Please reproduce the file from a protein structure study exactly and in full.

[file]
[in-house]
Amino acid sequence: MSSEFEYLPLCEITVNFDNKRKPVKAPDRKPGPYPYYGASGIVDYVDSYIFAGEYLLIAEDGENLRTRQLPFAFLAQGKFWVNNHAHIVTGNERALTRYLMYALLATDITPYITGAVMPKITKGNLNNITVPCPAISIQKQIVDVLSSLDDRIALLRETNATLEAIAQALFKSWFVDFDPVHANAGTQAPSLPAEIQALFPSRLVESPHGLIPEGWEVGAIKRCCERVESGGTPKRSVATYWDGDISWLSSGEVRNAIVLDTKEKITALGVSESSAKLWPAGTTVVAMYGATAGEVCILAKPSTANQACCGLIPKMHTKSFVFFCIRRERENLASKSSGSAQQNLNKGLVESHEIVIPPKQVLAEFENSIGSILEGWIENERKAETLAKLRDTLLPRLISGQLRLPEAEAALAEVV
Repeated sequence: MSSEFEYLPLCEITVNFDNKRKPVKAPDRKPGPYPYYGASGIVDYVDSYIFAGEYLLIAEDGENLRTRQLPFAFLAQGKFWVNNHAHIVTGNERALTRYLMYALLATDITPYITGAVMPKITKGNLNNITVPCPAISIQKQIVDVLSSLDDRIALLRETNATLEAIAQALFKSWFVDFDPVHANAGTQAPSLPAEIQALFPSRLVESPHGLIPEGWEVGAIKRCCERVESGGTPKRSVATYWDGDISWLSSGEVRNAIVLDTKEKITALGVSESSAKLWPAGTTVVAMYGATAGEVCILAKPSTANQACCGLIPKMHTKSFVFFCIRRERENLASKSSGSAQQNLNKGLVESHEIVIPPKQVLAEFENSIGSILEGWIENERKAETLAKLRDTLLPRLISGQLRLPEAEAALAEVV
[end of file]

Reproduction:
[in-house]
Amino acid sequence: MSSEFEYLPLCEITVNFDNKRKPVKAPDRKPGPYPYYGASGIVDYVDSYIFAGEYLLIAEDGENLRTRQLPFAFLAQGKFWVNNHAHIVTGNERALTRYLMYALLATDITPYITGAVMPKITKGNLNNITVPCPAISIQKQIVDVLSSLDDRIALLRETNATLEAIAQALFKSWFVDFDPVHANAGTQAPSLPAEIQALFPSRLVESPHGLIPEGWEVGAIKRCCERVESGGTPKRSVATYWDGDISWLSSGEVRNAIVLDTKEKITALGVSESSAKLWPAGTTVVAMYGATAGEVCILAKPSTANQACCGLIPKMHTKSFVFFCIRRERENLASKSSGSAQQNLNKGLVESHEIVIPPKQVLAEFENSIGSILEGWIENERKAETLAKLRDTLLPRLISGQLRLPEAEAALAEVV
Repeated sequence: MSSEFEYLPLCEITVNFDNKRKPVKAPDRKPGPYPYYGASGIVDYVDSYIFAGEYLLIAEDGENLRTRQLPFAFLAQGKFWVNNHAHIVTGNERALTRYLMYALLATDITPYITGAVMPKITKGNLNNITVPCPAISIQKQIVDVLSSLDDRIALLRETNATLEAIAQALFKSWFVDFDPVHANAGTQAPSLPAEIQALFPSRLVESPHGLIPEGWEVGAIKRCCERVESGGTPKRSVATYWDGDISWLSSGEVRNAIVLDTKEKITALGVSESSAKLWPAGTTVVAMYGATAGEVCILAKPSTANQACCGLIPKMHTKSFVFFCIRRERENLASKSSGSAQQNLNKGLVESHEIVIPPKQVLAEFENSIGSILEGWIENERKAETLAKLRDTLLPRLISGQLRLPEAEAALAEVV